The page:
Rubika Shah’s energizing film charts a vital national protest movement. Rock Against Racism (RAR) was formed in 1976, prompted by ‘music’s biggest colonialist’ Eric Clapton and his support of racist MP Enoch Powell. White Riot blends fresh interviews with queasy archive footage to recreate a hostile environment of anti-immigrant hysteria and National Front marches. As neo-Nazis recruited the nation’s youth, RAR’s multicultural punk and reggae gigs provided rallying points for resistance. As founder Red Saunders explains: ‘We peeled away the Union Jack to reveal the swastika’. The campaign grew from Hoxton fanzine roots to 1978’s huge antifascist carnival in Victoria Park, featuring X-Ray Spex, Steel Pulse and of course The Clash, whose rock star charisma and gale-force conviction took RAR’s message to the masses.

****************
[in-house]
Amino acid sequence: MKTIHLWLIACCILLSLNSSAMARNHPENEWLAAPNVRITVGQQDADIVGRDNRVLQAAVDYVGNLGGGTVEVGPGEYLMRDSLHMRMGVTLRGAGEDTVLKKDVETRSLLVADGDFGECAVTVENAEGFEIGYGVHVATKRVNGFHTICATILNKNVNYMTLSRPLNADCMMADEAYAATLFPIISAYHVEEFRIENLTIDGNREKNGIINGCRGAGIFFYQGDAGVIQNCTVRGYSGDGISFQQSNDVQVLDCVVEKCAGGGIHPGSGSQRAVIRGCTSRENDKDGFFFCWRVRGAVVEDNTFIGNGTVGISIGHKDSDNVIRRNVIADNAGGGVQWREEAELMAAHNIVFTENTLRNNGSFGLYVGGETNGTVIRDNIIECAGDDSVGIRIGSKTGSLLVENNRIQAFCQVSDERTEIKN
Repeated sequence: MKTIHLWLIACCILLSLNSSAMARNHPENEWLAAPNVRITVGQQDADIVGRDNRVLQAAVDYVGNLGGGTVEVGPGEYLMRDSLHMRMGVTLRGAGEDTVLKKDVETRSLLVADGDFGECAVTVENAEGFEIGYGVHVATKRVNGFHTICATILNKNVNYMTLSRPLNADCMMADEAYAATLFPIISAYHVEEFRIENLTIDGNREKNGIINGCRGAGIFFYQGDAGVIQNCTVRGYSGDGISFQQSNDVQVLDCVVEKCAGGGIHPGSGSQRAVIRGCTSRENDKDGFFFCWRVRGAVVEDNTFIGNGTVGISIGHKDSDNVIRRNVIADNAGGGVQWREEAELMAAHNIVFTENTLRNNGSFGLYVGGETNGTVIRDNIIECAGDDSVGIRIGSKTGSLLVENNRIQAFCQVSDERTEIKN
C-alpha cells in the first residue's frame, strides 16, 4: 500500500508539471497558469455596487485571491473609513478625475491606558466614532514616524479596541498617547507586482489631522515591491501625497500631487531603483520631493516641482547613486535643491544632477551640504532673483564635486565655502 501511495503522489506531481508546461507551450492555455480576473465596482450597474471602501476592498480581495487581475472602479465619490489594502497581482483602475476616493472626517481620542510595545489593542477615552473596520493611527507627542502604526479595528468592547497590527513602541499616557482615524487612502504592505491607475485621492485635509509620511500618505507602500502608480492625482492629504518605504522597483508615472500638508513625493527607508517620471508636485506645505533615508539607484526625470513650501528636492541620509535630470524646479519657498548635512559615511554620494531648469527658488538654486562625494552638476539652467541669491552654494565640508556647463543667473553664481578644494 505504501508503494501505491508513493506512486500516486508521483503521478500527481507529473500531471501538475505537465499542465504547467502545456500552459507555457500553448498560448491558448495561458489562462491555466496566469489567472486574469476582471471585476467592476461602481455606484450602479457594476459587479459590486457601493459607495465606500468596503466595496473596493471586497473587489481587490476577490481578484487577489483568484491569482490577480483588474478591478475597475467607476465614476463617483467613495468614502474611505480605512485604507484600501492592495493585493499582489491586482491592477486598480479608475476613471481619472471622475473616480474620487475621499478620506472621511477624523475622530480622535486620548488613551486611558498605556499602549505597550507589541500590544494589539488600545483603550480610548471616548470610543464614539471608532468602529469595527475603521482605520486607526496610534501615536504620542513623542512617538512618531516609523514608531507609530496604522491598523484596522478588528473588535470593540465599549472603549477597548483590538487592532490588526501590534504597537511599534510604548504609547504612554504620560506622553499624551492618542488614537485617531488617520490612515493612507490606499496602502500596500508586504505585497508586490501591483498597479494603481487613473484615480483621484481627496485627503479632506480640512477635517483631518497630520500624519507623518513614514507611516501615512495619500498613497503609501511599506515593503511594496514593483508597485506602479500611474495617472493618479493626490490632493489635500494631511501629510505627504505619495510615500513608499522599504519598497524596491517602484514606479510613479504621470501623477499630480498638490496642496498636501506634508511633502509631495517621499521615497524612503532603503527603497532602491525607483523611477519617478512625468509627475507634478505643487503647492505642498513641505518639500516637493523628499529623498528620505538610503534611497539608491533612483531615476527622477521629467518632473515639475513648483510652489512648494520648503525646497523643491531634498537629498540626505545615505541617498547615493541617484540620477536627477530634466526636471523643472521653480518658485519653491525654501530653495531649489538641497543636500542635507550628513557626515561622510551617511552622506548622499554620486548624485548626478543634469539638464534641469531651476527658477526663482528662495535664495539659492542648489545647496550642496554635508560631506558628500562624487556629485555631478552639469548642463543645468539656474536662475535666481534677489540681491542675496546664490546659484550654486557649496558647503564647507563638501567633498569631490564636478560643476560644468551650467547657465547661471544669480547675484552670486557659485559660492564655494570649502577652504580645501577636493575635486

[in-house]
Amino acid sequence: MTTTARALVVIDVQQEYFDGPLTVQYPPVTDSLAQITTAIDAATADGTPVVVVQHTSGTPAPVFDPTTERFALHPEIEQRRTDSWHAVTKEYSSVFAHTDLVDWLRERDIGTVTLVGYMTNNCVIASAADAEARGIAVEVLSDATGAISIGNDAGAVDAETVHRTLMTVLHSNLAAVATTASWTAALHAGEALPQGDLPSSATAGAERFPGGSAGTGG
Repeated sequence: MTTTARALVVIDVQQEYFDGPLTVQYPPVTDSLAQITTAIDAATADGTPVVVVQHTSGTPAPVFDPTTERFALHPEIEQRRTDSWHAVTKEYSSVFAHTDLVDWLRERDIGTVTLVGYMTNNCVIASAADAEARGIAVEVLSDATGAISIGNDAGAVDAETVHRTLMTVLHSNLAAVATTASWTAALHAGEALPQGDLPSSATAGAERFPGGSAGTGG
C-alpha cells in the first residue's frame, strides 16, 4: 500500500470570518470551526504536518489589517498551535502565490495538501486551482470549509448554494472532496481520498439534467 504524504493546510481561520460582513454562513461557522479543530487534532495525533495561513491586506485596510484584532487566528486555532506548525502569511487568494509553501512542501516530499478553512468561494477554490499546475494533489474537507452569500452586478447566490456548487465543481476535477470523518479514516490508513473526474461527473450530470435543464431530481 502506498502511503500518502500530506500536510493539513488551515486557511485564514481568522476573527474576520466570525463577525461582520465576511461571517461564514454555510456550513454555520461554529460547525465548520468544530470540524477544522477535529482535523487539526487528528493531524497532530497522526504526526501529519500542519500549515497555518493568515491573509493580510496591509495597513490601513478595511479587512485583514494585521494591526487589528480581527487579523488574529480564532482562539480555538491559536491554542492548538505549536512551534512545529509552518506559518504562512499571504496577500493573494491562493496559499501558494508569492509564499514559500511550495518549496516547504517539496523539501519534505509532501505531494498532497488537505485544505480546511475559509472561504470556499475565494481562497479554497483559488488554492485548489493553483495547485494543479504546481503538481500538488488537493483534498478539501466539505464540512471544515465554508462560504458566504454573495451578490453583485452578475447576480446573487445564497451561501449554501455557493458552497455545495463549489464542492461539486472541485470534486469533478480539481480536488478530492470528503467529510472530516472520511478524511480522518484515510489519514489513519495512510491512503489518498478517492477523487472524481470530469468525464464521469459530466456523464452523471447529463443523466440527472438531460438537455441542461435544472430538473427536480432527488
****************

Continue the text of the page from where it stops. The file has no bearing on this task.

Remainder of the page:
Cinematheque at Home – curated by the Cinematheque – will offer new theatrical releases every week which our audiences can pay to stream through our website (by clicking the ‘buy tickets’ button). This is not only an opportunity for our patrons to see new cinema, but is an important way that they can continue to support independent film during this pandemic.